Update: Susan, a ferry passenger and bike commuter just died…

Update: 2/6/14

One of the things we love about blogging here at I Love Biking SF & Oak is being able to connect with the bike community about issues that are important to bicyclists everywhere. Every once in a while, we get a message in our inbox that really stands out to us. Recently, we received an email by a gentleman named Doug Bowman who knew Susan Watson. He kindly sent us a lovely photo of her from back when he was close to her in the 70s and wrote some beautiful words about her. We have shared them below. Thank you Doug for giving us all this special glimpse into another part of Susan Watson.

“I had the privilege and honor to be very close to Dr. Watson for a number of years beginning soon after she arrived at NIH in the mid 1970s as a post-doc fellow. I had not heard from her since last Nov, and was stunned a couple of days ago to learn of her death. I do not recall ever being as stunned as I am by this. I want those who knew her only recently and were moved by her untimely death to see her as I saw her all those years ago. I have attached a photo I took of her in those early years after she arrived in the US.  She was the most penetrating personality I have ever known, intense, deep, having endured much, having overcome much, and having accomplished much by force of her own will and intellect, yet, like so many long time “performers” she had an easiness about it all. Some of the comments seeking to characterize her are so very accurate. You are welcome to post this photo on your memorial to her.”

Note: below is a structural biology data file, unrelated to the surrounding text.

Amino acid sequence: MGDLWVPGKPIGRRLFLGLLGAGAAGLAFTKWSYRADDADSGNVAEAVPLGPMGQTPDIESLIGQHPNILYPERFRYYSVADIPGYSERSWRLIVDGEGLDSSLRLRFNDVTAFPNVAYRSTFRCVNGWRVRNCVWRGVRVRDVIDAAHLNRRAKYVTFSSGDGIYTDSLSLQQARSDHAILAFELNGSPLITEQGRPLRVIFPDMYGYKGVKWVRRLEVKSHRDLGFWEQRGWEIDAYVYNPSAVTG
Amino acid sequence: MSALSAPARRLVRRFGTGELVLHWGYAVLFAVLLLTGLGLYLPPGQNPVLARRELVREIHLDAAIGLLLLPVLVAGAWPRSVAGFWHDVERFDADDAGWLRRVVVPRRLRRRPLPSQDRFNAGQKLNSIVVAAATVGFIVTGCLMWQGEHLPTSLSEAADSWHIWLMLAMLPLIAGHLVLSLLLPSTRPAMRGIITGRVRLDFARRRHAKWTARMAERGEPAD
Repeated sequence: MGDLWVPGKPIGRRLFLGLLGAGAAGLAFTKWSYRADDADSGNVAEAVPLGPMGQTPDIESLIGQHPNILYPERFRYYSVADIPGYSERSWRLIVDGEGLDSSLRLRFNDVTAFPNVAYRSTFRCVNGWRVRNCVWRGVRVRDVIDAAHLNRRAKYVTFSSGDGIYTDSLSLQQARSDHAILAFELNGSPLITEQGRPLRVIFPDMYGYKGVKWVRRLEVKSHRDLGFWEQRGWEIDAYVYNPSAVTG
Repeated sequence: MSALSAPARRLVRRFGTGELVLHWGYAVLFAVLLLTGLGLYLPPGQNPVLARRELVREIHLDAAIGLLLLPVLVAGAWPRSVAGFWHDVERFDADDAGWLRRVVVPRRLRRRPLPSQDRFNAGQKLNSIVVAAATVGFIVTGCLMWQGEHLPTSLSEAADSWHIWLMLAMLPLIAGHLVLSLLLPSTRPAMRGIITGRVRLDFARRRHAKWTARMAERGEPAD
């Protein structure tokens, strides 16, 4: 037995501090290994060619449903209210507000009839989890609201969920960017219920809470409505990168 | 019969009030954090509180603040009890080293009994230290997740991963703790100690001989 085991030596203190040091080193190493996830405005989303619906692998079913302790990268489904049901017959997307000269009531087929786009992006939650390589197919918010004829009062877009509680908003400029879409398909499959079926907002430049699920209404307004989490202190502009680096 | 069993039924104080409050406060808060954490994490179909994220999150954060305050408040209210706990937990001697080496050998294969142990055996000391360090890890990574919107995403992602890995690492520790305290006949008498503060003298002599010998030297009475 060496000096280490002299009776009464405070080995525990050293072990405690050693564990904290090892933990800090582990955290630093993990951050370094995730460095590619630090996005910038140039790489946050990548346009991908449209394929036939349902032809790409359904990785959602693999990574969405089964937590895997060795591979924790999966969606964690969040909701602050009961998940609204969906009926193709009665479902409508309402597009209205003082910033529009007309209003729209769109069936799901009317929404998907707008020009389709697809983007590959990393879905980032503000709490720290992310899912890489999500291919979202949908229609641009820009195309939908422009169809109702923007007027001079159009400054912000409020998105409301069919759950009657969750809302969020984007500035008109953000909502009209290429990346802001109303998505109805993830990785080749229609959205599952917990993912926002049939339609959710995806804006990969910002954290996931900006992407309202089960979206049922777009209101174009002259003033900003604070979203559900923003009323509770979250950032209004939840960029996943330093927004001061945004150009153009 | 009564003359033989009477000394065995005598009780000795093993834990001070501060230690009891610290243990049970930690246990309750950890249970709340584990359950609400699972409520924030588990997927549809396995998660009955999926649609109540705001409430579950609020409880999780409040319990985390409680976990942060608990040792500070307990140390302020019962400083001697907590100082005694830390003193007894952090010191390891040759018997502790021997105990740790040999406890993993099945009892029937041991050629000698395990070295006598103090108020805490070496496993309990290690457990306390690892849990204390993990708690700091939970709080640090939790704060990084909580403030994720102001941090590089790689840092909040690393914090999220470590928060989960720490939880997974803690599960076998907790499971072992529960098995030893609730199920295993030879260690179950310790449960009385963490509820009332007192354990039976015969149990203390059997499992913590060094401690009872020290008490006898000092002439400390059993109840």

Read also:

Video: Susan Watson Memorial Ferry & Bike Ride

Truck drivers and traffic engineers need to rethink bicycle safety

Update: 12/27/13

I went back to the location of Susan’s collision (Market and 5th St. in Oakland) to investigate and I saw that a ghost bike was placed there for her. Below are the photos I took of it.

Going there again along with info from recent news reports, I got more insight into how the collision happened and will be writing my thoughts about it in an upcoming post.

Susan's ghost bike

Susan’s ghost bike at Market and 5th St.

Susan's ghost bike at Market and 5th St.

Susan’s ghost bike.

Here are some news articles with more info:

KTVU.com – Cycling community grieves for woman killed

SFGate.com – Bicyclist killed by big-rig was from El Cerrito

San Jose Mercury News – Friends mourn scientist killed by truck while riding in West Oakland


Posted on December 18, 2013:

In my last post, I talked about how nice the ferry ride is. Part of what makes the ride nice is that you get to ride with other bicycle commuters. We all commute from different parts of Oakland but join at the ferry terminal. We all know when it is time to get off the ferry by seeing others put on their helmets and gloves. That is when you know that the ferry is about to land at the pier. Then, we would line up to get off the ferry after all the non-bike passengers exit first. That’s our routine every day. Bike helmets on, then gloves, turn on our bike lights, and wait in line patiently.